Getting healthier and wealthier
I had the opportunity to spend time in Birmingham recently as part of the Centre for Local Economic Strategies’ (CLES) work with the Birmingham Anchor Network. Post-pandemic, the Integrated Care System (ICS) in the city has completely revitalised its recruitment approach – tearing up its 17-page application form in the process.
This new approach to recruitment puts the onus on the organisation rather than individuals, and has enabled people – particularly those with transferable skills but a lack of opportunities in the beleaguered hospitality industry – to come and work in health and social care.
The outcomes to date are impressive, with more than 300 previously unemployed residents receiving job offers – a high proportion of whom are from minority ethnic communities.
This is just one example of where an ICS is working with intent to support economic and social outcomes in their place, as well as addressing the chronic recruitment challenge affecting health and social care providers across the UK.
“economic and social development has now become one of four core purposes of ICSs”
A commitment to economic and social development has now become one of four core purposes of ICSs and this is something my colleague Tom Lloyd Goodwin will be exploring in a forthcoming paper from CLES.
The commitment on ICSs is a welcome recognition that the NHS’s mission goes beyond treating us when we are ill and is, as well, about helping create the conditions which prevent poor health in the first place: decent pay and conditions, training and skills, liveable communities with well-maintained homes and access to green spaces.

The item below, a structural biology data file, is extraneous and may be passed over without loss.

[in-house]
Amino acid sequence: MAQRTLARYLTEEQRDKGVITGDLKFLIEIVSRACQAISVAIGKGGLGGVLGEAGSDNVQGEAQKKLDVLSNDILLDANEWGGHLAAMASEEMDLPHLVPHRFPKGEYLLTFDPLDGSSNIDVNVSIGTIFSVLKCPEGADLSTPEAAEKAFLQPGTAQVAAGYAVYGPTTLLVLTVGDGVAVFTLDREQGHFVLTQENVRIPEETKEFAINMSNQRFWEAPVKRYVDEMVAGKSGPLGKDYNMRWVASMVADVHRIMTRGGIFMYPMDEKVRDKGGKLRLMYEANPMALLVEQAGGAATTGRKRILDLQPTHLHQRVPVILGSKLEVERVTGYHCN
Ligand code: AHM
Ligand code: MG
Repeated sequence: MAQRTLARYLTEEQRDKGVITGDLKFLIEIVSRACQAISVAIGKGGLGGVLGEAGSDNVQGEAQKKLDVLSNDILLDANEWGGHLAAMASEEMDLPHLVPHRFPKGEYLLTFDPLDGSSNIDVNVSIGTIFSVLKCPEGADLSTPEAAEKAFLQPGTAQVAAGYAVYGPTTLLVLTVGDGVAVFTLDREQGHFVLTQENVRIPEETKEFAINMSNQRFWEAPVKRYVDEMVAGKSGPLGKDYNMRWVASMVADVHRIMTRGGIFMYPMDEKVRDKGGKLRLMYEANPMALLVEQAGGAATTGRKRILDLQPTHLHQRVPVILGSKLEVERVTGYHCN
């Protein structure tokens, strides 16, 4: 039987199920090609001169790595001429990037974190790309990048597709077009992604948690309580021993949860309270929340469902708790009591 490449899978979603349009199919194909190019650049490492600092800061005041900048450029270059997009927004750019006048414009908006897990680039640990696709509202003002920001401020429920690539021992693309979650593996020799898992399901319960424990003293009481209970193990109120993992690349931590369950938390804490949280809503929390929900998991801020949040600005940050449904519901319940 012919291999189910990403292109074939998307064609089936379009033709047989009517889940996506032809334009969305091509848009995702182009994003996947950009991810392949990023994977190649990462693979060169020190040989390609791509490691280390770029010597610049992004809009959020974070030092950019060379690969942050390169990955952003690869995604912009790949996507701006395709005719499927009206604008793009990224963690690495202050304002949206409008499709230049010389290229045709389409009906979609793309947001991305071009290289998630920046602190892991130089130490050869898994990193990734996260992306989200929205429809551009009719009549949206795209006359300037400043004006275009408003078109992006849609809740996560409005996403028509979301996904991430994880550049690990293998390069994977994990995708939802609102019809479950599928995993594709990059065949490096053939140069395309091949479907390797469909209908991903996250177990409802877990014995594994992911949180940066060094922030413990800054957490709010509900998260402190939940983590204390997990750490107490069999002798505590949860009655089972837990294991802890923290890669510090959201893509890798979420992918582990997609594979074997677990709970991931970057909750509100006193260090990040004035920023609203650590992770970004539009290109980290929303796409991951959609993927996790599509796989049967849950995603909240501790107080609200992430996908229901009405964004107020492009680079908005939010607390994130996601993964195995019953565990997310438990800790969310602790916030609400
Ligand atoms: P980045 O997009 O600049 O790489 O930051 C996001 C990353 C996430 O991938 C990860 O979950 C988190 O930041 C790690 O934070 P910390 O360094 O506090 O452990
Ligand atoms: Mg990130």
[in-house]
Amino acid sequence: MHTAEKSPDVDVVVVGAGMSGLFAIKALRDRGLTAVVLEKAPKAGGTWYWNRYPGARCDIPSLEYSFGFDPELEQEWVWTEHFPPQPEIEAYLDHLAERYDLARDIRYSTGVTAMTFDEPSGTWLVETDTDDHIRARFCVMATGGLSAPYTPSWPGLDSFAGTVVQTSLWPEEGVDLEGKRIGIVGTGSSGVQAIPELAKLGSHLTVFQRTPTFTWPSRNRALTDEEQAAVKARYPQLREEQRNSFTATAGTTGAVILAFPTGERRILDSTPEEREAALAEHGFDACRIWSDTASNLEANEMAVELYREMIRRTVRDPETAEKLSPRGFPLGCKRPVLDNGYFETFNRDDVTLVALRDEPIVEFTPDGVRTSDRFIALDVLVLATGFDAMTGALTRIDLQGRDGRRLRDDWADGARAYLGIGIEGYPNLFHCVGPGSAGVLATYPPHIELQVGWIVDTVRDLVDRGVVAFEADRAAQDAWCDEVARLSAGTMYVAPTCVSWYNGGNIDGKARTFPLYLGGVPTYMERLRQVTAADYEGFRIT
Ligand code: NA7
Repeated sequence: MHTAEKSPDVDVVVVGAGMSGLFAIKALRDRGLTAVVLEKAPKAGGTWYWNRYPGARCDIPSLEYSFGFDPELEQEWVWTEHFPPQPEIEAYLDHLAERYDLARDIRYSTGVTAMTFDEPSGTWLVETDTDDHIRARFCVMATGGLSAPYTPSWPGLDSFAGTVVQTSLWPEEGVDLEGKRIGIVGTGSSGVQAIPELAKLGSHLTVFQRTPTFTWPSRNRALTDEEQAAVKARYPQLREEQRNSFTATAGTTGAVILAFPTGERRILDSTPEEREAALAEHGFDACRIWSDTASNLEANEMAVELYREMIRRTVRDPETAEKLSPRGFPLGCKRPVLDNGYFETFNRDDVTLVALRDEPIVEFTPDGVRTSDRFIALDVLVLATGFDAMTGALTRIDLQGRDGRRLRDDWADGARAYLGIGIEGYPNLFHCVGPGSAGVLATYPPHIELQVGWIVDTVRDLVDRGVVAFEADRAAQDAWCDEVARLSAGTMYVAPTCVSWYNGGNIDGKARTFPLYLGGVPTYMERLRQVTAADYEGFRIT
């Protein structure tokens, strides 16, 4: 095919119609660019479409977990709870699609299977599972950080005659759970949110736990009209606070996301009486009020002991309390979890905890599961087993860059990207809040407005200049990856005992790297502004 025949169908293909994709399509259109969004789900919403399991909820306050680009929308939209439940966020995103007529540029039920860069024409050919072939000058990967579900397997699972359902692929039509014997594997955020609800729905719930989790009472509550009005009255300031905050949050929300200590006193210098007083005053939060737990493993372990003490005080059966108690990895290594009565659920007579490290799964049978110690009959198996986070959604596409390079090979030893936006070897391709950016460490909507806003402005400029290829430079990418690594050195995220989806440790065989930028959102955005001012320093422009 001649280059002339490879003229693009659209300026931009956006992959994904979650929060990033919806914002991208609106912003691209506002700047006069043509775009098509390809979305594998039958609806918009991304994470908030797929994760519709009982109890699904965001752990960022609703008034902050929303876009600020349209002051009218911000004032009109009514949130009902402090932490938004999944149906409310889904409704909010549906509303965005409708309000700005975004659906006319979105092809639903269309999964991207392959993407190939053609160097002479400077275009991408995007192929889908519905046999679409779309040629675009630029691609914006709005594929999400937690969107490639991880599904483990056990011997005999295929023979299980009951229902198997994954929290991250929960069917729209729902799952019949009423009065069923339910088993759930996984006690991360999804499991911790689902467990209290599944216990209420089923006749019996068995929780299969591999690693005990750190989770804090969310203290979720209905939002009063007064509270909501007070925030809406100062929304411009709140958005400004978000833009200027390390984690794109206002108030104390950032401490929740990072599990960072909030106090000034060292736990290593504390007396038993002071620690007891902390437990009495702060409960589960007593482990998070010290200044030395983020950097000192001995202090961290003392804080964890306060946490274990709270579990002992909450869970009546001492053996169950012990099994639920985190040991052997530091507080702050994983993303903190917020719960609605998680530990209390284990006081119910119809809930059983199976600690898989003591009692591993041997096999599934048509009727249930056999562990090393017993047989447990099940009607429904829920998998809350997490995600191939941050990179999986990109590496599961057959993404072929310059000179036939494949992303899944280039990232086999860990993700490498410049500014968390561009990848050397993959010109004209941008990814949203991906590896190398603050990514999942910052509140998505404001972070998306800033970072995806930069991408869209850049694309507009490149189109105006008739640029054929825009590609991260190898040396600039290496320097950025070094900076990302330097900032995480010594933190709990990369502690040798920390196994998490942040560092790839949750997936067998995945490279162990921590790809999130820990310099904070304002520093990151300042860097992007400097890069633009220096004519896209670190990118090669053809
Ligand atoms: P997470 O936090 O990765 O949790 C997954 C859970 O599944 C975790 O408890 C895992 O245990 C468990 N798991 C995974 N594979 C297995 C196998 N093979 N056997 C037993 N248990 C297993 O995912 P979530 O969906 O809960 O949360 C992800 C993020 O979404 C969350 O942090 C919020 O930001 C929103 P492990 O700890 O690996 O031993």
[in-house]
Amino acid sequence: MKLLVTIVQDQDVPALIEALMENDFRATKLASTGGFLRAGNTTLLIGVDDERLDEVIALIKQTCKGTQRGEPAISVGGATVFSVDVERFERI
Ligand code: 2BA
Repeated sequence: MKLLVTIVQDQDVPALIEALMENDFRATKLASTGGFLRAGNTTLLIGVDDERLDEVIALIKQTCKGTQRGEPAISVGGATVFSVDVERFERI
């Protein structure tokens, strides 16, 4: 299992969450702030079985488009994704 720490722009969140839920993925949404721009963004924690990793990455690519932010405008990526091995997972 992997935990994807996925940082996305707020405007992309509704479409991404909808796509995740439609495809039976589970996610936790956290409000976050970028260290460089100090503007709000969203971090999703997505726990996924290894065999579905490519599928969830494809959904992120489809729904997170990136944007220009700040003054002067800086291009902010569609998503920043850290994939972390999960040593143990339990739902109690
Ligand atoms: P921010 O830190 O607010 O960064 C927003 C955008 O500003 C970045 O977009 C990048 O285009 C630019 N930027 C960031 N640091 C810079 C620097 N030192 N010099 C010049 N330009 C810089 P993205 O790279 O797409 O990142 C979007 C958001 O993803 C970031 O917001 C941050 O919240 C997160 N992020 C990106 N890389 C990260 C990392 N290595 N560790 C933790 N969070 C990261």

There are 42 ICSs across England, covering populations which range from 500,000 to three million people, so the potential to harness their economic heft and level up in our neighbourhoods is enormous.
Our experience to date suggests that progress on this agenda is often due to a few wilful individuals who see the potential and are willing to stick their head above the parapet and work with partners to co-create something new.
“more important is the quality of economic activity being generated”
This is not just about seeing the NHS as a driver of economic growth. What the NHS can bring to the debate is a recognition that what is more important is the quality of economic activity being generated. Take the procurement and commissioning of public services. Often this is a process which favours the biggest providers, who are geared up to tender for large-scale public contracts, but which may have little or no relationship with place. When the delivery of public services, such as health and social care systems, become divorced from their local context there is an opportunity cost. Not only do we lose the potential economic multiplier effect of investing in local businesses, community and voluntary organisations as well as jobs for residents, we potentially undervalue the importance of local knowledge in the delivery of services.
But this is not just an argument about costs. There are significant benefits to be reaped for the economy if you know where to look. The potential to use NHS processes and data to help support new business innovation in health and social care products and services, for example. By combining the clinical expertise of NHS practitioners with that of tech and data entrepreneurs, we can develop new ways of understanding and learning about population health.
“we need economies which deliver good quality lives”
We know that even when our economy has been growing in recent years, there are many communities where rates of poor health, mediocre housing and salaries have remained unchanged. Going for growth is not good enough – we need economies which deliver good quality lives, not just GDP.
Just as I have seen what is happening in Birmingham, I am excited by the idea that our ICSs can play a key role in helping bring emphasis on quality back into our local economic debate. I think we will all be healthier and wealthier as a result.